An introduction – and a case

Dear friends and colleagues, after many years of my trusty old website acting as an opportunity for sharing some of the cases I see and the work that I am publishing, the creaks and groans of the old site are becoming just a bit too obvious.

So with the help of my great friend Richard Frank, who designed the first site back in 2004, I am starting a blog of sorts to continue a site that I hope will be of interest to those of you just starting out in veterinary medicine and thus needing to see examples of eye diseases, and also those of you with experience in the field, who I hope can help me with some of these less standard cases.

Here is one to start you off.

A five year old guinea pig with this weird deposit around the limbus in both eyes. What is happening here and does it matter to the animal?

This is heterotopic bone formation, occurring because of vitamin C entering the eye with the aqueous humour at the ciliary body, which stimulates this abnormal bone formation. Some consider that this leads to glaucoma, though this eye had a subnormal intraocular pressure of 9mmHg.

The key paper on this condition is Dennis Brook’s report (Heterotopic bone formation in the ciliary body of an aged guinea pig. Laboratory Animal Science 1990;40:88-90) though the prevalence of the condition is low in the pet population, with a figure of only eight animals having the condition in the thousand normal cavies we examined for our recent report (Williams D, Sullivan A. Ocular disease in the guinea pig (Cavia porcellus): a survey of 1000 animals.Vet Ophthalmol. 2010;13 Suppl:54-62) and these generally having a much less severe manifestation of the disease, as seen below.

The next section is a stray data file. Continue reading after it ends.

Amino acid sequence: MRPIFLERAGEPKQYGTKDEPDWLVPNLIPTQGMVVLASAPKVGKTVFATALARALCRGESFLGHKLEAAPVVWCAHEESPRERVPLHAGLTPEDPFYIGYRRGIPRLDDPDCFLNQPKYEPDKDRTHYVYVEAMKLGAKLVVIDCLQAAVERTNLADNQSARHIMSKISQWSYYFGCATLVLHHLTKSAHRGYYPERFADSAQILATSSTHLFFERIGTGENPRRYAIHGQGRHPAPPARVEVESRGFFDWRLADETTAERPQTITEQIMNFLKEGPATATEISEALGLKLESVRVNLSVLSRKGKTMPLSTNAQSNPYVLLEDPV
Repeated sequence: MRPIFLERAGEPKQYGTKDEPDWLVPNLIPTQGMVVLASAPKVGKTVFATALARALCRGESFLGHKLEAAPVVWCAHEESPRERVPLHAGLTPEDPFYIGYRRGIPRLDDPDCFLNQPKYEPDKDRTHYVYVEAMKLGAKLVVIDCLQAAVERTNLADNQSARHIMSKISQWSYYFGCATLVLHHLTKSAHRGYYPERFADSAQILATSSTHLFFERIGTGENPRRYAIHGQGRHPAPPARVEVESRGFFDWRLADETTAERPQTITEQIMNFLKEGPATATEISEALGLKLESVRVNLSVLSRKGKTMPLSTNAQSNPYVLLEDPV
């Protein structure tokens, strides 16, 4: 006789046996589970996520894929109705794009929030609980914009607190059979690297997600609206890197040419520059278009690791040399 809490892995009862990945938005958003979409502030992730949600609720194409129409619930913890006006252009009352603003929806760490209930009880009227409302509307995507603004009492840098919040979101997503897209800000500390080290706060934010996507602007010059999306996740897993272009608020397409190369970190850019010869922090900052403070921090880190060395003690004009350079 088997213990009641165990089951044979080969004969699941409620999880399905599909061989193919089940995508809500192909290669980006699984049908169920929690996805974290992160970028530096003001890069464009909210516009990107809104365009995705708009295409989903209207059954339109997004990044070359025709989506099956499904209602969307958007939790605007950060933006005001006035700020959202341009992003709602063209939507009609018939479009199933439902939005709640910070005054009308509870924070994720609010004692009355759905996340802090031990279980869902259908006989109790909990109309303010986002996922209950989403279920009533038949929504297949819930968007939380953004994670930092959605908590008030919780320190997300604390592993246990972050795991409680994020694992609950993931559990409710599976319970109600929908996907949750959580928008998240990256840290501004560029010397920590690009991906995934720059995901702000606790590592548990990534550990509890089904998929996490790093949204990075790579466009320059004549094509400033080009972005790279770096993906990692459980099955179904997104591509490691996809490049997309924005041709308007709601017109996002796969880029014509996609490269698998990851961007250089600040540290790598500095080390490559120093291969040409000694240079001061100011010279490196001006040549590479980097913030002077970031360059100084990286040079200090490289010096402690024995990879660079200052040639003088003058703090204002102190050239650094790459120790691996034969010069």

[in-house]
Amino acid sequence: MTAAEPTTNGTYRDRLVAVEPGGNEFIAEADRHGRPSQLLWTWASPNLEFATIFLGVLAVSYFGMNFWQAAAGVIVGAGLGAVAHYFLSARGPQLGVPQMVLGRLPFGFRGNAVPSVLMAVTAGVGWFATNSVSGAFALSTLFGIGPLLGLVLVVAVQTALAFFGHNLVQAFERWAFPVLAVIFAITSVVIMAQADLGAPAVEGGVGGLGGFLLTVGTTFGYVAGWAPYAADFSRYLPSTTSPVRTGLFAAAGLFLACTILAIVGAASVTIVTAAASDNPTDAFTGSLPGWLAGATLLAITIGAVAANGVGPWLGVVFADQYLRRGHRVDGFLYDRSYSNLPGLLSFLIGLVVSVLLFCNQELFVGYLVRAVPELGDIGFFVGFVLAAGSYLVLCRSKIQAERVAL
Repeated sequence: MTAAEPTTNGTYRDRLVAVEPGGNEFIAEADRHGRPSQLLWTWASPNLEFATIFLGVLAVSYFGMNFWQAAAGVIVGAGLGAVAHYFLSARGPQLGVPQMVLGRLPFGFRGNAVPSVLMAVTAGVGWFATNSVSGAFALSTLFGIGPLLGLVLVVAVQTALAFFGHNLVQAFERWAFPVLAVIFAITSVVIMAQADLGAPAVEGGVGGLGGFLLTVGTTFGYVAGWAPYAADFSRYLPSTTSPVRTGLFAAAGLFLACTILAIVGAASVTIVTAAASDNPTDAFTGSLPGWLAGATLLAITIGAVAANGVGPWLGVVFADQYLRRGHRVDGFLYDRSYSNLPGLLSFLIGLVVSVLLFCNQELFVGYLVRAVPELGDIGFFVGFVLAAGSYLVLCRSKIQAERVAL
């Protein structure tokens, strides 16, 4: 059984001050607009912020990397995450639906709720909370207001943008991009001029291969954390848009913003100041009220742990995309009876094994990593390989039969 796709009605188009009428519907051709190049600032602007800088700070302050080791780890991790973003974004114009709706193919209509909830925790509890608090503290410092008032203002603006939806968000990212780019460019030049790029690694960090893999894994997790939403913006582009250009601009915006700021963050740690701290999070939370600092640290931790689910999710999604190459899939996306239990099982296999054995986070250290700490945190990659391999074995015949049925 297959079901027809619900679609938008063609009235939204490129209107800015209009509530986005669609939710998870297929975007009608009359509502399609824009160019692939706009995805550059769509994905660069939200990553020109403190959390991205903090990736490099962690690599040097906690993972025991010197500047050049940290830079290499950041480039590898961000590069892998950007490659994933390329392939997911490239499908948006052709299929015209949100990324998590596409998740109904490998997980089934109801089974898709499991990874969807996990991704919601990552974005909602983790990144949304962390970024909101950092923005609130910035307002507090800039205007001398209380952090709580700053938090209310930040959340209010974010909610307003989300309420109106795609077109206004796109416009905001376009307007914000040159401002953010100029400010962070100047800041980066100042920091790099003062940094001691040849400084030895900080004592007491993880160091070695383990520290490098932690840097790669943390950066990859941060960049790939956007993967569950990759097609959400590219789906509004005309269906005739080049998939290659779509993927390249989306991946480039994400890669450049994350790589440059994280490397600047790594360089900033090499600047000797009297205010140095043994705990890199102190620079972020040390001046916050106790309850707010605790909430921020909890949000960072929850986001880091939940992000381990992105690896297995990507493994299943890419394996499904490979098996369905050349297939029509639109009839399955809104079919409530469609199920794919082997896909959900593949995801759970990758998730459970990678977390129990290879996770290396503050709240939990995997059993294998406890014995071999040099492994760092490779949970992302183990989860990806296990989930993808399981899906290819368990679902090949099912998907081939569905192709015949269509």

Note also that the guinea pig above has a white cataract dorsally, this time a condition seen very commonly in our survey.

Do these ocular changes mater to the guinea pig? Most seem to cope very well with visual disturbance and pain does not seem evident, although of course these are a prey species, which opens a whole can of worms in understanding how they might show distress or pain!

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2 Responses to An introduction – and a case

  1. V. Lazarski, COT. says:

    thus looks like a condition called corneal pannus

    • davidwilliams says:

      No I’m afraid not – pannus (i.e. in the German Shepherd Dog, is a fleshy pink vascularised lesion slightly protruberant form the corneal surface while this is a white lesion within the peripheral cornea in the guinea pig characteristic of heterotopic bone formation. I’ll pop a pannus case on today if I have time so you can see the difference! Thanks for your comment though. David

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